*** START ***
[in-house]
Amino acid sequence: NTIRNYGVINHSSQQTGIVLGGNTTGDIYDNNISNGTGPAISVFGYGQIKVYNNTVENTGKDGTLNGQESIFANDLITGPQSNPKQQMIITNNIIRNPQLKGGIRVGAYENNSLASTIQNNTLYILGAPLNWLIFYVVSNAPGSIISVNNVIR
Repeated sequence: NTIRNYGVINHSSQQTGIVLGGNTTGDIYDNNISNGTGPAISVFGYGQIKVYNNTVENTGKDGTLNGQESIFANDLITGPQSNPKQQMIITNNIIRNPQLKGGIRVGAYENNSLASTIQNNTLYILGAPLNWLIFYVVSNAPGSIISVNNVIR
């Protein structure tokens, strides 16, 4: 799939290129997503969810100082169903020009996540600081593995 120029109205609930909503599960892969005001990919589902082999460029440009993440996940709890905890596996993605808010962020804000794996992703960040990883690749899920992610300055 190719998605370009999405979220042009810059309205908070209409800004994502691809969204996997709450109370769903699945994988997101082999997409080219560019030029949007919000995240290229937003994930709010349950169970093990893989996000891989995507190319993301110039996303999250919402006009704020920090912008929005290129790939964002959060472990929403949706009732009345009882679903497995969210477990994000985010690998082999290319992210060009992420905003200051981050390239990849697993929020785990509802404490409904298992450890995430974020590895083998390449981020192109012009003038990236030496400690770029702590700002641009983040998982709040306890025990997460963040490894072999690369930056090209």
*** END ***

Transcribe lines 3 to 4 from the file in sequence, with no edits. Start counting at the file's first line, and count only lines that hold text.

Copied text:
Repeated sequence: NTIRNYGVINHSSQQTGIVLGGNTTGDIYDNNISNGTGPAISVFGYGQIKVYNNTVENTGKDGTLNGQESIFANDLITGPQSNPKQQMIITNNIIRNPQLKGGIRVGAYENNSLASTIQNNTLYILGAPLNWLIFYVVSNAPGSIISVNNVIR
């Protein structure tokens, strides 16, 4: 799939290129997503969810100082169903020009996540600081593995 120029109205609930909503599960892969005001990919589902082999460029440009993440996940709890905890596996993605808010962020804000794996992703960040990883690749899920992610300055 190719998605370009999405979220042009810059309205908070209409800004994502691809969204996997709450109370769903699945994988997101082999997409080219560019030029949007919000995240290229937003994930709010349950169970093990893989996000891989995507190319993301110039996303999250919402006009704020920090912008929005290129790939964002959060472990929403949706009732009345009882679903497995969210477990994000985010690998082999290319992210060009992420905003200051981050390239990849697993929020785990509802404490409904298992450890995430974020590895083998390449981020192109012009003038990236030496400690770029702590700002641009983040998982709040306890025990997460963040490894072999690369930056090209």